Dying of Thirst

For two decades, the U.S. government has failed to deliver enough water to California wildlife refuges, and migratory birds have suffered mightily as a result.


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Anita Ritenour-cc

Sandhill cranes.

Still, the local breeding populations of birds have been heavily impacted by the drought. This winter and spring, for example, there was not enough water in the marshes. The mallard chicks that hatched in the spring found an inhospitable environment.

“By the time they hatched, there was no water for the ducklings,” he said. “It didn’t take long for those broods to just fail.”

 

Unlike farms, wetlands don’t have powerful political interests backing them, so obtaining water in California’s increasingly crowded economy has been an upstream battle. Hertel said Audubon California is one of several organizations that have tried in vain for years to get the U.S. Bureau of Reclamation to fulfill its obligations and provide all the water mandated by law for fish and wildlife.

The groups Defenders of Wildlife, The Nature Conservancy, Ducks Unlimited, and the California Waterfowl Association also have all helped keep a vigilant watch over the Bureau of Reclamation to make sure the wildlife refuges are not allowed to go dry in favor of influential farming regions, according to Hertel. “The problem is, if we don’t advocate for this, the refuges do not receive the water they’re supposed to receive,” she said. “Even with us working on it, they don’t get that water.”

The wetlands face other threats, too. Invasive plants can crowd out important food grasses—like protein-rich swamp timothy—that birds depend on. And California’s high-speed rail project, which will link the Bay Area and Los Angeles at almost-airplane speeds, is going to cut straight through the Grasslands.

However, water remains the most persistent problem affecting the Central Valley’s wetlands. The trouble is, farmers need water, too. So do cities. So do salmon and other fish—a demand that has prompted pumping restrictions in the delta. There’s simply not enough water available to meet the demands of all these interests.

According to Bureau of Reclamation records, the Central Valley’s 19 wetlands received about 385,000 acre-feet of water per year from 2008 to 2012. But they should have gotten substantially more. In 1992, Congress passed a law establishing a baseline amount of water that the refuges must receive every year from the Central Valley Project—the bureau’s water supply system of dams, pumps, and canals. That amount is 422,251 acre-feet and is referred to as “level-2” water. It’s considered to be the minimum amount necessary to keep the 19 wetlands functioning.

The law, known as the Central Valley Project Improvement Act, also called for “incremental level-4” water—an additional block of 133,264 acre-feet each year intended for optimum habitat management. The Bureau of Reclamation is supposed to acquire this water through trades, purchases, or other creative schemes. That would make a total delivery each year of 555,515 acre-feet of water to Central Valley wildlife refuges.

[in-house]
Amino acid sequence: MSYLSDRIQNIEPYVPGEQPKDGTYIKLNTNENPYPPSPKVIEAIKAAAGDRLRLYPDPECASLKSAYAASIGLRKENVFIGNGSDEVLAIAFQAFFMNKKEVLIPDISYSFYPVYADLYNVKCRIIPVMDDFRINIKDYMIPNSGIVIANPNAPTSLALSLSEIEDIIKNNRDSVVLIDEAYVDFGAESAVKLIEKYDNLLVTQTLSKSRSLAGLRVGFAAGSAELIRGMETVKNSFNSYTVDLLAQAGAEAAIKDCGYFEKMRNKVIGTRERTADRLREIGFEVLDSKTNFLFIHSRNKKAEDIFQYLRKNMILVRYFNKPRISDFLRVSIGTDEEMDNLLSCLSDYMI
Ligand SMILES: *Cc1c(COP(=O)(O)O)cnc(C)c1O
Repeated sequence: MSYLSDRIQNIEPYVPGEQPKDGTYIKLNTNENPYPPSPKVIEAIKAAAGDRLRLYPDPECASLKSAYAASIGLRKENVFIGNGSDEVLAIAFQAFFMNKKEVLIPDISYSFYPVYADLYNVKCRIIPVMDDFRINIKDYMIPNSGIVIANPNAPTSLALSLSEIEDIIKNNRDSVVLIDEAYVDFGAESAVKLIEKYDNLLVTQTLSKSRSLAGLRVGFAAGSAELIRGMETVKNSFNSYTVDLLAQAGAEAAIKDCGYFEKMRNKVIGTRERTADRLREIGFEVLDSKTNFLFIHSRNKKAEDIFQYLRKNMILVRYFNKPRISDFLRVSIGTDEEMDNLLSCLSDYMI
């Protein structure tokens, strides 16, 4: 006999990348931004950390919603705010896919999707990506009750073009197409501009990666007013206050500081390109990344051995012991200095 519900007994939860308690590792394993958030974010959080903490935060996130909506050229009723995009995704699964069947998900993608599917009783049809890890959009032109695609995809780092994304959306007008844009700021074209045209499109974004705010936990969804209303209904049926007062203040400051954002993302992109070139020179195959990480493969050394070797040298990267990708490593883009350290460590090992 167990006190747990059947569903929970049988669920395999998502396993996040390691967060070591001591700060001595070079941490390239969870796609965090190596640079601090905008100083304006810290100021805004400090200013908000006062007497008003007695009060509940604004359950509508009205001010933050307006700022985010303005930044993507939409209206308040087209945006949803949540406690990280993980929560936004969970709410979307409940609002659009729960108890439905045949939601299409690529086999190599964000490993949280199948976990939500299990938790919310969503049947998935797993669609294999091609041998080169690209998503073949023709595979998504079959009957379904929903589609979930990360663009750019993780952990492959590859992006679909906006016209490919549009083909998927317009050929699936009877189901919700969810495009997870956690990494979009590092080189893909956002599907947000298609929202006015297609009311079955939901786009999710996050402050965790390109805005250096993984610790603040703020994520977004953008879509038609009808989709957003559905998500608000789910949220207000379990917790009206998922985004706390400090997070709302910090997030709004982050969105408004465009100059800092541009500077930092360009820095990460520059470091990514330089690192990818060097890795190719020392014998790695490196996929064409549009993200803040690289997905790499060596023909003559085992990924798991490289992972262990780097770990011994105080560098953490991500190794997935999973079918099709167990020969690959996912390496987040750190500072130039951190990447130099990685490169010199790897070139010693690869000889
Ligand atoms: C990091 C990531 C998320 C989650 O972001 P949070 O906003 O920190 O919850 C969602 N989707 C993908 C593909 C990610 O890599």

In the grand scheme of the state’s hydrology, that isn’t very much water. Lake Shasta currently contains more than 4 million acre-feet of water. And the state’s thirsty almond orchards guzzle about 3 million acre-feet each year, while—according to the environmental think tank Pacific Institute—the production of livestock in the state consumes about 20 million acre-feet annually. All told, the amount of water that should be going to wetlands equals about 1 percent of the 50 million acre-feet used each year in California.

A 2013 report by the bureau stated flatly, “Reclamation is required to provide full Level 2 water supplies annually.” But according to the bureau’s records, it has never once in the past 24 years delivered the baseline level-2 amount to the wildlife refuges, let alone the full allotment of water that Congress mandated in 1992.

That’s partly because four of the 19 wildlife refuges lack the necessary conveyance connections—adequately sized canals, ditches, and pumps—needed to transport water. These refuges—Pixley, Sutter, Graylodge, and East Bear Creek—make do with wells and groundwater.

“They’ve had 24 years to construct these facilities, but they haven’t,” Hertel said of the bureau’s water managers. Consequently, each year, a portion of the level-2 water—between 30,000 and 40,000 acre-feet—never reaches the four refuges. Instead, the bureau funnels the water into the Central Valley Project’s core supply pool, according to bureau spokesperson Shane Hunt. And then most of the water ultimately winds up on farms.